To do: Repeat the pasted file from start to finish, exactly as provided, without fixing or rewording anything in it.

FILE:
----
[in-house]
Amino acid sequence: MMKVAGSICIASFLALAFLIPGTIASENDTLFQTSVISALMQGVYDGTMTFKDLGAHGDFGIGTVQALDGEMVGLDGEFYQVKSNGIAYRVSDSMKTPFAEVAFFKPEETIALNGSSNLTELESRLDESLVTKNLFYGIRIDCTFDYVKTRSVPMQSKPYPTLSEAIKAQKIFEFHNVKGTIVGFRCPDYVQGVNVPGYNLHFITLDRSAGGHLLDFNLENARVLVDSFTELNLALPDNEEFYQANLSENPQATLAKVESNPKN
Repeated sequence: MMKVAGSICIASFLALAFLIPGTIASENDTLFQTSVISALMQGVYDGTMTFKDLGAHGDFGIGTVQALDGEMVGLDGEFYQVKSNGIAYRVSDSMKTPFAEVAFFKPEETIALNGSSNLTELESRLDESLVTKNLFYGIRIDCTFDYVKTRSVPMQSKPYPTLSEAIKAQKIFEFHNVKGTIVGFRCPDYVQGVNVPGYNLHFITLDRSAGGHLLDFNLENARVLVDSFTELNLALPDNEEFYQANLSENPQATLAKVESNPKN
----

[in-house]
Amino acid sequence: MMKVAGSICIASFLALAFLIPGTIASENDTLFQTSVISALMQGVYDGTMTFKDLGAHGDFGIGTVQALDGEMVGLDGEFYQVKSNGIAYRVSDSMKTPFAEVAFFKPEETIALNGSSNLTELESRLDESLVTKNLFYGIRIDCTFDYVKTRSVPMQSKPYPTLSEAIKAQKIFEFHNVKGTIVGFRCPDYVQGVNVPGYNLHFITLDRSAGGHLLDFNLENARVLVDSFTELNLALPDNEEFYQANLSENPQATLAKVESNPKN
Repeated sequence: MMKVAGSICIASFLALAFLIPGTIASENDTLFQTSVISALMQGVYDGTMTFKDLGAHGDFGIGTVQALDGEMVGLDGEFYQVKSNGIAYRVSDSMKTPFAEVAFFKPEETIALNGSSNLTELESRLDESLVTKNLFYGIRIDCTFDYVKTRSVPMQSKPYPTLSEAIKAQKIFEFHNVKGTIVGFRCPDYVQGVNVPGYNLHFITLDRSAGGHLLDFNLENARVLVDSFTELNLALPDNEEFYQANLSENPQATLAKVESNPKN